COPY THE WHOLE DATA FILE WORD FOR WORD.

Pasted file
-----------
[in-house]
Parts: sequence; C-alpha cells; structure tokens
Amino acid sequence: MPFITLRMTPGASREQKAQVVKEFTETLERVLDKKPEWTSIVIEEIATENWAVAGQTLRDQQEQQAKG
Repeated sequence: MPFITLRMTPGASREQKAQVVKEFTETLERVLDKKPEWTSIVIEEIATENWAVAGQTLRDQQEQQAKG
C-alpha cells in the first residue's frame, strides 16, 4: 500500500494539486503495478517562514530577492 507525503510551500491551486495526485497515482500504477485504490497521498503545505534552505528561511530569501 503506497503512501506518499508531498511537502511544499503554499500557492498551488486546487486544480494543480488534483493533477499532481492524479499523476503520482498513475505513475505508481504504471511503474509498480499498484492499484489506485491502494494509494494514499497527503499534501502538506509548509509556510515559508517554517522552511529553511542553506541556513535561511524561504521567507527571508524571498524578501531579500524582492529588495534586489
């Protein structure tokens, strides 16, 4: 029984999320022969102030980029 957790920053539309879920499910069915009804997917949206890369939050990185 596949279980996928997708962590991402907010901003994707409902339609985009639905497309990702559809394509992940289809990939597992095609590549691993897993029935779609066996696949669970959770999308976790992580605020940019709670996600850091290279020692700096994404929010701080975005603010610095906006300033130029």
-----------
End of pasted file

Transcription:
[in-house]
Parts: sequence; C-alpha cells; structure tokens
Amino acid sequence: MPFITLRMTPGASREQKAQVVKEFTETLERVLDKKPEWTSIVIEEIATENWAVAGQTLRDQQEQQAKG
Repeated sequence: MPFITLRMTPGASREQKAQVVKEFTETLERVLDKKPEWTSIVIEEIATENWAVAGQTLRDQQEQQAKG
C-alpha cells in the first residue's frame, strides 16, 4: 500500500494539486503495478517562514530577492 507525503510551500491551486495526485497515482500504477485504490497521498503545505534552505528561511530569501 503506497503512501506518499508531498511537502511544499503554499500557492498551488486546487486544480494543480488534483493533477499532481492524479499523476503520482498513475505513475505508481504504471511503474509498480499498484492499484489506485491502494494509494494514499497527503499534501502538506509548509509556510515559508517554517522552511529553511542553506541556513535561511524561504521567507527571508524571498524578501531579500524582492529588495534586489
């Protein structure tokens, strides 16, 4: 029984999320022969102030980029 957790920053539309879920499910069915009804997917949206890369939050990185 596949279980996928997708962590991402907010901003994707409902339609985009639905497309990702559809394509992940289809990939597992095609590549691993897993029935779609066996696949669970959770999308976790992580605020940019709670996600850091290279020692700096994404929010701080975005603010610095906006300033130029």